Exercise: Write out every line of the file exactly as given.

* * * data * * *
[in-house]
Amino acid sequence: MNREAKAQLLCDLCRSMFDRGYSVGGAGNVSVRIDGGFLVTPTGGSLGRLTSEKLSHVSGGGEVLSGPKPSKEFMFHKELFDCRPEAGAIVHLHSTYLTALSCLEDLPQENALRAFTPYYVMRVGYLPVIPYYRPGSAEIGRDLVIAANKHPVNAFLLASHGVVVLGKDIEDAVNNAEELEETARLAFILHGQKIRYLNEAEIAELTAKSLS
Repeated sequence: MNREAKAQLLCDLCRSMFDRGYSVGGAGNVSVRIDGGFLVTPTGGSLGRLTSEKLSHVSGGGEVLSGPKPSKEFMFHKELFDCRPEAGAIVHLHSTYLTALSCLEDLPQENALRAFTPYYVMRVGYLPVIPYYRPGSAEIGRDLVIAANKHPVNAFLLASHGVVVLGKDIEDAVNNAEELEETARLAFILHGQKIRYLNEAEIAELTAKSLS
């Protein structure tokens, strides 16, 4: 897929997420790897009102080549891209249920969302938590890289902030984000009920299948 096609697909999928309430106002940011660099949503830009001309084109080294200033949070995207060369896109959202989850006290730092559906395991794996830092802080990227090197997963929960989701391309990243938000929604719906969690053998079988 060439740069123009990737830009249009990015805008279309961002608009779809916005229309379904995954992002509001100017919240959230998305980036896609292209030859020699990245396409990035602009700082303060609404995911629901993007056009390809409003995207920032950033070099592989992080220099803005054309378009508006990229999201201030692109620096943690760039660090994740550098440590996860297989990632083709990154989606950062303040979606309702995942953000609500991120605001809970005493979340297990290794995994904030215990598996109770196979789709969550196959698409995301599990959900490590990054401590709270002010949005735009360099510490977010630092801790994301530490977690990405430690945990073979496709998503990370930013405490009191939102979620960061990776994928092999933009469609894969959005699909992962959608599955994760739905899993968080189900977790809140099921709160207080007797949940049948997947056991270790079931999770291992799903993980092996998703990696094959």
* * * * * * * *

[in-house]
Amino acid sequence: MNREAKAQLLCDLCRSMFDRGYSVGGAGNVSVRIDGGFLVTPTGGSLGRLTSEKLSHVSGGGEVLSGPKPSKEFMFHKELFDCRPEAGAIVHLHSTYLTALSCLEDLPQENALRAFTPYYVMRVGYLPVIPYYRPGSAEIGRDLVIAANKHPVNAFLLASHGVVVLGKDIEDAVNNAEELEETARLAFILHGQKIRYLNEAEIAELTAKSLS
Repeated sequence: MNREAKAQLLCDLCRSMFDRGYSVGGAGNVSVRIDGGFLVTPTGGSLGRLTSEKLSHVSGGGEVLSGPKPSKEFMFHKELFDCRPEAGAIVHLHSTYLTALSCLEDLPQENALRAFTPYYVMRVGYLPVIPYYRPGSAEIGRDLVIAANKHPVNAFLLASHGVVVLGKDIEDAVNNAEELEETARLAFILHGQKIRYLNEAEIAELTAKSLS
């Protein structure tokens, strides 16, 4: 897929997420790897009102080549891209249920969302938590890289902030984000009920299948 096609697909999928309430106002940011660099949503830009001309084109080294200033949070995207060369896109959202989850006290730092559906395991794996830092802080990227090197997963929960989701391309990243938000929604719906969690053998079988 060439740069123009990737830009249009990015805008279309961002608009779809916005229309379904995954992002509001100017919240959230998305980036896609292209030859020699990245396409990035602009700082303060609404995911629901993007056009390809409003995207920032950033070099592989992080220099803005054309378009508006990229999201201030692109620096943690760039660090994740550098440590996860297989990632083709990154989606950062303040979606309702995942953000609500991120605001809970005493979340297990290794995994904030215990598996109770196979789709969550196959698409995301599990959900490590990054401590709270002010949005735009360099510490977010630092801790994301530490977690990405430690945990073979496709998503990370930013405490009191939102979620960061990776994928092999933009469609894969959005699909992962959608599955994760739905899993968080189900977790809140099921709160207080007797949940049948997947056991270790079931999770291992799903993980092996998703990696094959």